Steve Varley: The boss doing the running for EY

Steve Varley is head of EY’s British arm
No celebrations for EY Britain’s boss, Steve Varley, despite a 8.6pc rise in turnover.
Steve Varley, head of EY’s British arm, laughs nervously. After three years at the helm, the Yorkshireman has clear, almost PR-perfect soundbite answers to any question about the business.
The one that has flummoxed him is how he and the firm intend to celebrate the latest impressive results, which show growth of 8.6 per cent to £1.868bn.
“Celebration? Ha, ha, ha. I’m afraid we don’t have time for celebration. We don’t really tend to… I guess there is a rhythm of measuring yourself on a yearly basis and there is little pause for celebration,” he says.
Then in a heartbeat, he’s back in his corporate stride. “We’re far too busy enjoying this marketplace and pushing the business forward,” he adds finally.
Varley is, in fact, the consummate cheerleader for his brand. It is hard not to be enthused, almost brainwashed, in the face of his positivity.
“We’re very positive. Nine per cent growth is a very good position to be in, especially as we are coming out of the tail end of a recession,” he says.
“We’ve continued to invest throughout the recession and… we continue to be very positive about the outlook for the UK. There’s a bit of political uncertainty, but the overarching position is that the UK is a good place to invest and create jobs and invest in.”
Certainly EY has been busy creating jobs, hiring a record 68 partners in the past year and recruiting 3,500.
“We won’t be slowing down,” he says.
Varley’s headline plans for the next three years include £20m of investment in offices outside London and “significant investment” in areas such as fraud investigation technology and corporate integrity.
This last is a thorny issue, considering widespread criticism of companies that avoid paying tax in the UK, and the accounting errors for which Tesco (not EY’s client) is being investigated.
Unsurprisingly, Varley has a positive take. “All of business at the moment is on a journey of rebuilding confidence with our stakeholders, so it’s unfortunate when that seems to take a stumble,” he says.
“We do provide people with a lot of assurance services and we have an offering around corporate integrity… So our reaction is to think of ways to help our clients make sure they are delivering, not just by processes and controls but also by culture and values.”
Varley bats away worries that a EU-enforced system, which requires companies to change their auditor every 10 years, will harm the company.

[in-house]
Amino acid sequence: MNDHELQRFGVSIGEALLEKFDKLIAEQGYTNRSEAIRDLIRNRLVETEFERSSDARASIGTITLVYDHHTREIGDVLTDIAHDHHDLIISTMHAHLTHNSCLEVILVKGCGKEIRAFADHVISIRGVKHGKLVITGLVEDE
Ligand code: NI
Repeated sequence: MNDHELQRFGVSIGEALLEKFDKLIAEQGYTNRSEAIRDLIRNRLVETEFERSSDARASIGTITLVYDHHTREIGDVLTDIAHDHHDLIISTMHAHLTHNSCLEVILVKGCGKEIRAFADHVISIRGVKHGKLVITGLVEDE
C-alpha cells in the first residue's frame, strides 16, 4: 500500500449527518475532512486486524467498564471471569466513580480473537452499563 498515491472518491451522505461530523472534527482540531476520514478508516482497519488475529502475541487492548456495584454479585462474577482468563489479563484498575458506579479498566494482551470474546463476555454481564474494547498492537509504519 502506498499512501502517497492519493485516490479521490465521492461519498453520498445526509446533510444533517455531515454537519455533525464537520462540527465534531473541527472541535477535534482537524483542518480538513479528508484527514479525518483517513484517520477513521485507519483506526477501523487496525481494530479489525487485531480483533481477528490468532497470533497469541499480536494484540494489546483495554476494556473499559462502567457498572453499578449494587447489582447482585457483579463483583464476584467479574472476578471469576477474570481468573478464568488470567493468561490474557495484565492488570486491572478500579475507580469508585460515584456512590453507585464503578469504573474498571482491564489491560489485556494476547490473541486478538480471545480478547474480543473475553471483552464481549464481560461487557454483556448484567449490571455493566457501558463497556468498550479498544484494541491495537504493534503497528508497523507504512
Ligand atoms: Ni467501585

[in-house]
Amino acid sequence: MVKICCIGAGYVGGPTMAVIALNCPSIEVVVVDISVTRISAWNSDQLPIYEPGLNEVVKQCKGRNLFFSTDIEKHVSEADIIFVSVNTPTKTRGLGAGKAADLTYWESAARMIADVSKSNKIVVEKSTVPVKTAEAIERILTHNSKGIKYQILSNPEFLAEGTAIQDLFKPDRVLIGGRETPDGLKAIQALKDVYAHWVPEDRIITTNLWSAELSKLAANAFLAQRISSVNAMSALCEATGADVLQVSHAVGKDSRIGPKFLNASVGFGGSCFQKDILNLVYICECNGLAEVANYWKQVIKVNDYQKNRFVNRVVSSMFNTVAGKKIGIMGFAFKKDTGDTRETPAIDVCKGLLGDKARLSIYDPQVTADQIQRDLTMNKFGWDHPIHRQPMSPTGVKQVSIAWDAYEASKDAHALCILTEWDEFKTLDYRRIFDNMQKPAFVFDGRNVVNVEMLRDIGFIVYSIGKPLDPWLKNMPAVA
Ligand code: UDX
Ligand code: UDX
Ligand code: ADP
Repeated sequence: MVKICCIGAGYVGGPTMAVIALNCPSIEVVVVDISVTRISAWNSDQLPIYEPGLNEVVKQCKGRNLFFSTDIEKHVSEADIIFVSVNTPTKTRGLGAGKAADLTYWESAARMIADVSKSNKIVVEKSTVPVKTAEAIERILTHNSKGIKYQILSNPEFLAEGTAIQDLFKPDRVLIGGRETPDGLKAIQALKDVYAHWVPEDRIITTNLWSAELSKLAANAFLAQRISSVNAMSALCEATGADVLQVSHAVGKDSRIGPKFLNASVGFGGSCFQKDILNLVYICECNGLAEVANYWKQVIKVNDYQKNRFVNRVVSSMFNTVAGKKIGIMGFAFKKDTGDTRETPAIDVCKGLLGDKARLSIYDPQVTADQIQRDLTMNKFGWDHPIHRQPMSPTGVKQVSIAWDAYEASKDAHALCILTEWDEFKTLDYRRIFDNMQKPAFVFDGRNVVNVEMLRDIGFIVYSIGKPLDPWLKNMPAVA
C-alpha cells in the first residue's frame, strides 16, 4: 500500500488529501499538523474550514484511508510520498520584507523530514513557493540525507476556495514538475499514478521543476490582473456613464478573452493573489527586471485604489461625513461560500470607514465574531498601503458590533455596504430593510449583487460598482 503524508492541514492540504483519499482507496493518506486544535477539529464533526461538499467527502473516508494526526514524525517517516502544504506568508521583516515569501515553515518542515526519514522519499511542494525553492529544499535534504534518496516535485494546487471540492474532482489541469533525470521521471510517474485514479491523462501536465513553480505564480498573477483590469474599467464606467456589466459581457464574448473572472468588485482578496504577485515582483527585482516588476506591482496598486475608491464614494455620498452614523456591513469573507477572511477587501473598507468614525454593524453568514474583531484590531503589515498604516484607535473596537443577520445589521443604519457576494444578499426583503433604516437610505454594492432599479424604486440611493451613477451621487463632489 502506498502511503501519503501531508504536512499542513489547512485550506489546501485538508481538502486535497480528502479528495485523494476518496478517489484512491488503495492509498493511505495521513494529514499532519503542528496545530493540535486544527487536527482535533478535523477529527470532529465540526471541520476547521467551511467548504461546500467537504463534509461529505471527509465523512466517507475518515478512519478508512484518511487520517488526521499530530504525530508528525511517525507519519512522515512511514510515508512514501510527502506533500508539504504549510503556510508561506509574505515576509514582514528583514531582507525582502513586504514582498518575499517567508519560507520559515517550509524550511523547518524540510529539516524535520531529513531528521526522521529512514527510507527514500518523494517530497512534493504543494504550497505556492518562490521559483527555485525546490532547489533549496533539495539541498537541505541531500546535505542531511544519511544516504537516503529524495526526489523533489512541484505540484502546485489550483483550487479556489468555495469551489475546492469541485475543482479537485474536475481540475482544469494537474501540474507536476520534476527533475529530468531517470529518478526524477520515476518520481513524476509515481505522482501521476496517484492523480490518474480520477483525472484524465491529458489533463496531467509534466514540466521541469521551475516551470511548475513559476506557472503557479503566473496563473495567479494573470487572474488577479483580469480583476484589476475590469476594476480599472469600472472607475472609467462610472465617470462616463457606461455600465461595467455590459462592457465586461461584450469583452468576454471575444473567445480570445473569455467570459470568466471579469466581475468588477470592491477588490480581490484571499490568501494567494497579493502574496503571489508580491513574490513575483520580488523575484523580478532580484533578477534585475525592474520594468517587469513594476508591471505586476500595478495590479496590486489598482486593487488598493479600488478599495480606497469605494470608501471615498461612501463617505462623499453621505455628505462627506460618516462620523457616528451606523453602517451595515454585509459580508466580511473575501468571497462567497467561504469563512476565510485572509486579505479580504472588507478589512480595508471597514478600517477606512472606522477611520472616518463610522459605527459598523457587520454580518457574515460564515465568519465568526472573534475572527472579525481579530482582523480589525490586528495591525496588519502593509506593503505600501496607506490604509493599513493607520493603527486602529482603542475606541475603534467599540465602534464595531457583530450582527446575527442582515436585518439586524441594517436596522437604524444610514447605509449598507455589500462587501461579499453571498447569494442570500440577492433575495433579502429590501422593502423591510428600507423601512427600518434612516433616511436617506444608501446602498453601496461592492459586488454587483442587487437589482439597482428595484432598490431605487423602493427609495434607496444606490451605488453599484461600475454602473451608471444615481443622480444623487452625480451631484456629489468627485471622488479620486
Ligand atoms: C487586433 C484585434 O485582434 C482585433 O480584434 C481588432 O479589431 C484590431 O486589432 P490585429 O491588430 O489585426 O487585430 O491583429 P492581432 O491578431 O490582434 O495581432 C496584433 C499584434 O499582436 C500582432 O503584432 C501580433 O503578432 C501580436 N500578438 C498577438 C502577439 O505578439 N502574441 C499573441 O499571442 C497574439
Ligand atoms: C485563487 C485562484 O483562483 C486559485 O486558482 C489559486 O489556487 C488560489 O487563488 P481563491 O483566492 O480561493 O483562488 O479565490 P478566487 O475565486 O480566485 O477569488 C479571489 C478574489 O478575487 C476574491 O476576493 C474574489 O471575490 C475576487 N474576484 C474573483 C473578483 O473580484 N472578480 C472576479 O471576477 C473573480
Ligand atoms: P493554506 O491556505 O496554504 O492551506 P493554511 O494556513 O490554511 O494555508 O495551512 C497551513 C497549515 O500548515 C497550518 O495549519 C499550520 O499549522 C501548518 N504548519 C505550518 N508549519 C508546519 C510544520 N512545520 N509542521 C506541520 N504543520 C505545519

“I think it’s added even more competition to an already very competitive market. But we’re very pleased that we’ve won more than we’ve lost. We’ve picked up the London Stock Exchange, BBC, the Co-op Bank and Sage.”
So how many has EY lost? “Two,” says Varley. There is a pause in conversation. He doesn’t dwell on the negative.
It’s a strategy that has served him well. Having joined Anderson Consulting (now Accenture) as a graduate trainee in 1991, he became a partner by 1999, joined EY (formerly Ernst & Young) in 2005 as head of advisory and became managing director for UK and Ireland in 2011.
His daily commute, from Buckinghamshire, points to the strong work ethic and drive which must also surely have helped propel him to the top job.
Asked how he trained for the six triathlons he did this year, and the six planned for next year, he says: “I tend to be an early bird. I take the 5.40am train, then when I get to Marylebone Station I run to the office, which is about eight-and-a-half kilometres each way, so I’m at my desk about 7.20am by the time I have my shower.”
“But I’m keen to make sure that my team understand that, being a partner at EY, you can still enjoy yourself outside work and do some interesting things. I have a young family and two young children, who are 11 and eight. We still have family holidays with all four of us going away together. We enjoy life and I think that’s a good thing to be a role model as well so that people don’t think that when you get into my job it’s all about work.”


■ Turnover growth of 8.6 per cent, with turnover up from £1.721bn last year
■ Profits up 12 per cent from £368m to £412m
■ Global revenues of US$27.4bn for the period, up 6.8 per cent on last year
■ Assurance sector up 8.5 per cent to £550m, with audit wins including London Stock Exchange, BBC, The Co-operative Bank and Sage
■ Advisory business up 15 per cent to £559m. Growth from resurgence in deals. EY involved in 40 per cent of IPOs
■ Tax arm grew 3.3 per cent to £470m
■ Average distributable profit per partner up 11.7 per cent to £727,000, from £651,000 in 2013.
■ Record 68 partners joining in UK and 3,500 recruited.
■ Plans to invest £20m in next three years in offices outside London, including a £650,000 investment in new technology hub in Manchester and expansion in Belfast.

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